Annually, the Case Western Reserve University Office of Energy & Sustainability takes nominations for the Sustainability Champion awards to honor members of the CWRU community who are working hard on sustainability and climate topics. The following individuals were selected for awards this year:
Maia Gallagher is the student award winner and will graduate this month with a major in civil engineering and a minor in physics. Gallagher is a longtime member of the Student Sustainability Council (SSC), having served as its chair (fall 2018-fall 2019), co-vice chair (spring 2018), and Farm Harvest Festival co-chair (2018). She also has lived in the Sustainability House during the past two years, most recently serving as house leader. When not studying or tending to sustainable needs, Gallagher enjoys writing and going for walks in the woods. She was nominated by many student peers.
Siu Yan Scott
Siu Yan Scott is this year’s staff Sustainability Champion and serves as the registrar for CWRU’s School of Medicine. She is a 2017 graduate of the Cuyahoga County Master Recycler Program and a member of the Ohio Advisory Board for The Trust for Public Land. Scott founded the HEC Community Cutlery Library program to reduce single-use plastic for events at the Health Education Campus and is passionate about new ways to create awareness and collaborative relationships to address sustainability issues. COVID-19 interrupted plans for the first near-zero waste event at the School of Medicine’s Match Day, but Scott is committed to renewing these efforts next spring with partners Rust Belt Riders, CWRU Food Recovery Network, and the CWRU Office of Energy & Sustainability. Scott was nominated by her coworkers in the School of Medicine.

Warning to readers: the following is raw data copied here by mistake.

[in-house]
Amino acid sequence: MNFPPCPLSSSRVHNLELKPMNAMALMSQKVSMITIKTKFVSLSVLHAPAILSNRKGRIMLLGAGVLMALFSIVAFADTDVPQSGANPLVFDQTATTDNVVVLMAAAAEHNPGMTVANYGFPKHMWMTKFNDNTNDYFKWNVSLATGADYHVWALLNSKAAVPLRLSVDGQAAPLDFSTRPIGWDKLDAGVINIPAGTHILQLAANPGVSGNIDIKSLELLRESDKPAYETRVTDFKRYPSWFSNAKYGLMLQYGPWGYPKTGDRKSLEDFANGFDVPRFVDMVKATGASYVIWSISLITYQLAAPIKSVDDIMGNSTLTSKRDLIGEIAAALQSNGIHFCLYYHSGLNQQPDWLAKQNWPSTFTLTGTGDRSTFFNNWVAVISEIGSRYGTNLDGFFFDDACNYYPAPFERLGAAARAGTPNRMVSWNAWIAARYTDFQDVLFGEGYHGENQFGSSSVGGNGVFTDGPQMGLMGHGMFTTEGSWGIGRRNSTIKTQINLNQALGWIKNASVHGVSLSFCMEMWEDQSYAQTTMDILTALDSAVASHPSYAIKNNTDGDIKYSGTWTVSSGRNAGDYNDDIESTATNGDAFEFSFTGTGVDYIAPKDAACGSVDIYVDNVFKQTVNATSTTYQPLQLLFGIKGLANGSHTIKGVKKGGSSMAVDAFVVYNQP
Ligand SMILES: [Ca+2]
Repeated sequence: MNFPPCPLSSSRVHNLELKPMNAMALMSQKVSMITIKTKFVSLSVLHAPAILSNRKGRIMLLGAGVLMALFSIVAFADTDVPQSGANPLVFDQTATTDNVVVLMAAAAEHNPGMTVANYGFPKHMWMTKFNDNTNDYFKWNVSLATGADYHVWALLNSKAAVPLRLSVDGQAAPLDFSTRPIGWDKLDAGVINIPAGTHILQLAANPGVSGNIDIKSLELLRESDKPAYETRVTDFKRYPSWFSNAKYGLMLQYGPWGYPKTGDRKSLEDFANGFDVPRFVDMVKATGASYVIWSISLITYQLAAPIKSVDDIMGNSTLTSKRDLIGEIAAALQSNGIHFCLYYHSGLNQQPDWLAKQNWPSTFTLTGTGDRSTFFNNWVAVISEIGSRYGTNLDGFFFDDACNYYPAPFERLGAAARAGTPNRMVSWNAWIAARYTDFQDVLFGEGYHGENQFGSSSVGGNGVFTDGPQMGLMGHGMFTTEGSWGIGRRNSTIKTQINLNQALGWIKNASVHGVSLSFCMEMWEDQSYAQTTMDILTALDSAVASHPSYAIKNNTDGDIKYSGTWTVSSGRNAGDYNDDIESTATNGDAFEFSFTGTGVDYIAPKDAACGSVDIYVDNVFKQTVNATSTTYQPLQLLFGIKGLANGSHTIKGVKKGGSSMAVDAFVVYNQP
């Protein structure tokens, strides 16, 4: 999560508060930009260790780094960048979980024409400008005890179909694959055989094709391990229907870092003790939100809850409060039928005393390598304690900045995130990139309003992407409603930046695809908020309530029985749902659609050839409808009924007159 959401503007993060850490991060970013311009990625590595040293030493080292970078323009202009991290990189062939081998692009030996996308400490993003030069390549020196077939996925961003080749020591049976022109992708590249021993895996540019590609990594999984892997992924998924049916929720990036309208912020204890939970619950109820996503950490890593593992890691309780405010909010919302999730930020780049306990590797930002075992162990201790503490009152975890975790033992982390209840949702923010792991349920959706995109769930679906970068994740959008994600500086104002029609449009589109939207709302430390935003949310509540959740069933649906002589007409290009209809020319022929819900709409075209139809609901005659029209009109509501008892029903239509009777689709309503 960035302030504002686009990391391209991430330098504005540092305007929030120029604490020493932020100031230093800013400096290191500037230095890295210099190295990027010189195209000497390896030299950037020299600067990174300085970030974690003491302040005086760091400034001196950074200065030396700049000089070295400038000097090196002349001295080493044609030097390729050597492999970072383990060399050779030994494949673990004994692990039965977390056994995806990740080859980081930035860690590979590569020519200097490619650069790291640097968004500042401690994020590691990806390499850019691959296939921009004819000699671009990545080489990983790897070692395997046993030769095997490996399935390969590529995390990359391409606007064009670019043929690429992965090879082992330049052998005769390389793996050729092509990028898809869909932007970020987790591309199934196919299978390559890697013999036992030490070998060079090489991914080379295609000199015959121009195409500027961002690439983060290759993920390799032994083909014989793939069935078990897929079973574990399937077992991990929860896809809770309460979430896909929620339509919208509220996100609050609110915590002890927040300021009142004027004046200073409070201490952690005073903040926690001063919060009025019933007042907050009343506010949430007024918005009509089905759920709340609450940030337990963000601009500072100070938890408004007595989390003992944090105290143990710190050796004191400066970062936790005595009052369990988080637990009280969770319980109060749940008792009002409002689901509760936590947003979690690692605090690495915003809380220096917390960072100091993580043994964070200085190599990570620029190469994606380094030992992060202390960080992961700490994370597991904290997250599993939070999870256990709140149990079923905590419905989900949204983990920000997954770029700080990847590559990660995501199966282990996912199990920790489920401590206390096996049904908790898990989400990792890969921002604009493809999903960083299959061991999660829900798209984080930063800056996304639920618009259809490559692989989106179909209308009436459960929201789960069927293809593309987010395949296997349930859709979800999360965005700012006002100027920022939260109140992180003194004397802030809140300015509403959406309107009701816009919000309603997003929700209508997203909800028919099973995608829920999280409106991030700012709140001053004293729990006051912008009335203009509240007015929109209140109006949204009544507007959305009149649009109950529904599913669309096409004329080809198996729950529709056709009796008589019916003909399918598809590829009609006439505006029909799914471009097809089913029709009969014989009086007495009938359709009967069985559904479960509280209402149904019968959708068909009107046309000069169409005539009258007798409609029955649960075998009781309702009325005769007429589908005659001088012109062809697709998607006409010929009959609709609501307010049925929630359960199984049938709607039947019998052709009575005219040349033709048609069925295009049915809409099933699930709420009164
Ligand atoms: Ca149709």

Beverly Zella Saylor
Beverly Zella Saylor is this year’s faculty Sustainability Champion. She is the Armington Professor in the Department of Earth, Environmental and Planetary Sciences at Case Western Reserve. Saylor is a geologist whose work on the sedimentary formations includes studies of past environmental change in Namibia, Bolivia, Ethiopia and across North America, spanning the last billion years of Earth’s history. She also studies sedimentary rocks as repositories for fluids, including CO2 storage. Saylor teaches a First Seminar on environmental decisions and upper-level geology courses, including a field course near Death Valley. Saylor was nominated by a number of her students.